• The Gunk Review - All Gunked Up
    by Richard Wakeling on December 22, 2021 at 9:15 pm

    For some reason, the act of cleaning in video games is oddly satisfying. Tidying up might be a monotonous chore in everyday life, yet games like Viscera Cleanup Detail, PowerWash Simulator, and Unpacking turn cleaning into a surprisingly engaging activity. Maybe gamifying burdensome housework with rewards and goals is enough, or perhaps it boils down to the fact that these games can make you feel productive even when you're procrastinating. Either way, The Gunk takes this formula and applies it to an alien planet in the far reaches of space. There's more to developer Image and Form Games' first 3D title than simply cleaning, but for all of the other ideas it brings together, ridding the planet of its titular mess is its most enjoyable. Upon discovering that black malevolent goo is sapping the planet of its lifeforce, protagonist Rani goes about removing the Gunk to restore the world to its former beauty. This is achieved with an arm attachment she affectionately calls "Pumpkin" which acts like a heavy-duty vacuum, allowing you to inhale the Gunk's globular masses until there isn't so much as a speck left. Hoovering up the planet is The Gunk's central tenet, while simple third-person platforming and puzzle-solving encompass the rest of your adventure. There are rare moments of combat, too, but cleaning the Gunk takes precedence. Each time you clear an area of the debilitating sludge, the planet bursts back to life as the flora and fauna emerge from their goopy prison. Watching a cold, gray, lifeless area suddenly exude color and wildlife is reminiscent of similar mechanics in games such as Okami and provides The Gunk with an inherently satisfying loop. Maybe if the game were longer than a brief three hours, the rather workmanlike act of cleaning the planet would eventually grow stale. Instead, it's the rest of the game that suffers this fate. Freeing the planet from the Gunk's clutches isn't the objective when you first land on this peculiar alien world. As Rani--together with her partner Becks--you touch down on this uncharted world to scavenge a potential energy source that might be valuable enough to pay off your mountainous debt. Rani is the adventurous type, impulsive and eager to explore every nook and cranny of this unfamiliar land, even if it means being reckless at times. Becks, on the other hand, is more practical and goal-oriented. She's overprotective of Rani and averse to her risk-taking, reluctantly adopting a maternal role as she remains with the ship and stays in contact with Rani via radio. The relationship between the pair carries what is otherwise a fairly routine story about uncovering the planet's mysterious past. Rani and Becks' inevitable conflict is predictable, but the combination of believable dialogue and accomplished voice acting makes for an interesting relationship, albeit one that feels overly familiar. Continue Reading at GameSpot […]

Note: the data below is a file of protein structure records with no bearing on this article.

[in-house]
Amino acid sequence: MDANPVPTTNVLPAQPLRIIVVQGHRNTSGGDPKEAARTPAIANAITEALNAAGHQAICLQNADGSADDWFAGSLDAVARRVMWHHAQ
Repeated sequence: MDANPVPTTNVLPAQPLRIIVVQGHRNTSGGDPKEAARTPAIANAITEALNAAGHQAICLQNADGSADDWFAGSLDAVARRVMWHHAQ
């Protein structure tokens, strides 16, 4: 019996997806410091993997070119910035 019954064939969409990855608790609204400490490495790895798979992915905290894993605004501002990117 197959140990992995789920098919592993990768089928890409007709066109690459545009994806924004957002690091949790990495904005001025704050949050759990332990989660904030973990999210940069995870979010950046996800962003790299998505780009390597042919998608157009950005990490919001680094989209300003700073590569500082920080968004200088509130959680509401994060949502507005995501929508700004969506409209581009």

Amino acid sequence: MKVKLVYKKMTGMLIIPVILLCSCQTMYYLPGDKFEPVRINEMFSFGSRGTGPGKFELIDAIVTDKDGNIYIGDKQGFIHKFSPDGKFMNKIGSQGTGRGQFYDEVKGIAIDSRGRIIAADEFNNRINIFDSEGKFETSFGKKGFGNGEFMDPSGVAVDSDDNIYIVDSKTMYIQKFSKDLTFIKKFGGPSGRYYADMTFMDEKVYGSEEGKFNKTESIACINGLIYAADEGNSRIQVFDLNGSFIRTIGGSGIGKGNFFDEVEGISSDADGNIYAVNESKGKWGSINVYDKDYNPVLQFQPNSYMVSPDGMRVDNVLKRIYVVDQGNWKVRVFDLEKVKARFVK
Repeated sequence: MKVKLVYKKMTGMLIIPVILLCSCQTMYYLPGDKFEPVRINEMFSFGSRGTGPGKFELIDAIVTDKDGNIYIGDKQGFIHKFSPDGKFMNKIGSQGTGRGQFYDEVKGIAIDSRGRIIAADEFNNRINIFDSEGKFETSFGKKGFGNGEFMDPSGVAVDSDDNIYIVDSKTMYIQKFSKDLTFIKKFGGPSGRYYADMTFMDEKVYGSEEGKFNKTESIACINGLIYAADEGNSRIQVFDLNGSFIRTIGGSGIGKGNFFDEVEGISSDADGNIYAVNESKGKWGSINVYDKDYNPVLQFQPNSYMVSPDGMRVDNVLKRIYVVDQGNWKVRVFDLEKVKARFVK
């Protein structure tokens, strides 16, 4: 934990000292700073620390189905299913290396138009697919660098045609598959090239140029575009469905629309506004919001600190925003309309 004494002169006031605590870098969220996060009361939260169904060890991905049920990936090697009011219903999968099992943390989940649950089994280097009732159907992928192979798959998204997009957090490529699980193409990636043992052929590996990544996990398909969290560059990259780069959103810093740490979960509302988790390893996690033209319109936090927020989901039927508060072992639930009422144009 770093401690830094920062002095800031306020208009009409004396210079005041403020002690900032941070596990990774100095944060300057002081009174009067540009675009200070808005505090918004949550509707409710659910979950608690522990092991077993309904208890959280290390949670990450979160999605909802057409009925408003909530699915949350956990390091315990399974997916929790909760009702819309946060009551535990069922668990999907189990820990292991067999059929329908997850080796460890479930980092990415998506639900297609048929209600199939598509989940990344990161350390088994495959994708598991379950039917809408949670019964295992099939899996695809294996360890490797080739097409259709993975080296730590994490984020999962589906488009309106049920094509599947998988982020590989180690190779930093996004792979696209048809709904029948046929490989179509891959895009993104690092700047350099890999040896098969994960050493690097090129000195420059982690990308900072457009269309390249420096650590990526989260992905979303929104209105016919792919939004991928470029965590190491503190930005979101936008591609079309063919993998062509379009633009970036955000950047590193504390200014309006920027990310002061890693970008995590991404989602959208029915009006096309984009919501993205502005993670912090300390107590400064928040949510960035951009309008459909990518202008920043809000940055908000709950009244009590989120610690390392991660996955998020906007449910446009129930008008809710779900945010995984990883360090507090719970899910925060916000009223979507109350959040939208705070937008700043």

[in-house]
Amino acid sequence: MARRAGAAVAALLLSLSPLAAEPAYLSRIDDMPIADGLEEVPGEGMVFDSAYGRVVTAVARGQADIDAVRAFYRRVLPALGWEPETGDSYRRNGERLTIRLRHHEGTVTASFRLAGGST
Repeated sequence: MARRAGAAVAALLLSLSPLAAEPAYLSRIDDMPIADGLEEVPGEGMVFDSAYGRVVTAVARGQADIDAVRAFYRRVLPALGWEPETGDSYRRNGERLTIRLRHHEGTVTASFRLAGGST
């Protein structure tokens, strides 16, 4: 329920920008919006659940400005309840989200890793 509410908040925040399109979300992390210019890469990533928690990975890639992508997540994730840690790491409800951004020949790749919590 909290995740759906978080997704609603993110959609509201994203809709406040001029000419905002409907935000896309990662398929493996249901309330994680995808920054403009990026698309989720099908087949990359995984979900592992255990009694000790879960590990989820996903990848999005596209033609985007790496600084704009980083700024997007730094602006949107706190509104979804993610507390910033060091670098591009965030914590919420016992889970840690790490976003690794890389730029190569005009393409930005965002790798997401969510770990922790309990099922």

• Final Fantasy XIV Endwalker Review - That, I Can't Deny
    by Jenny Zheng on December 21, 2021 at 7:56 pm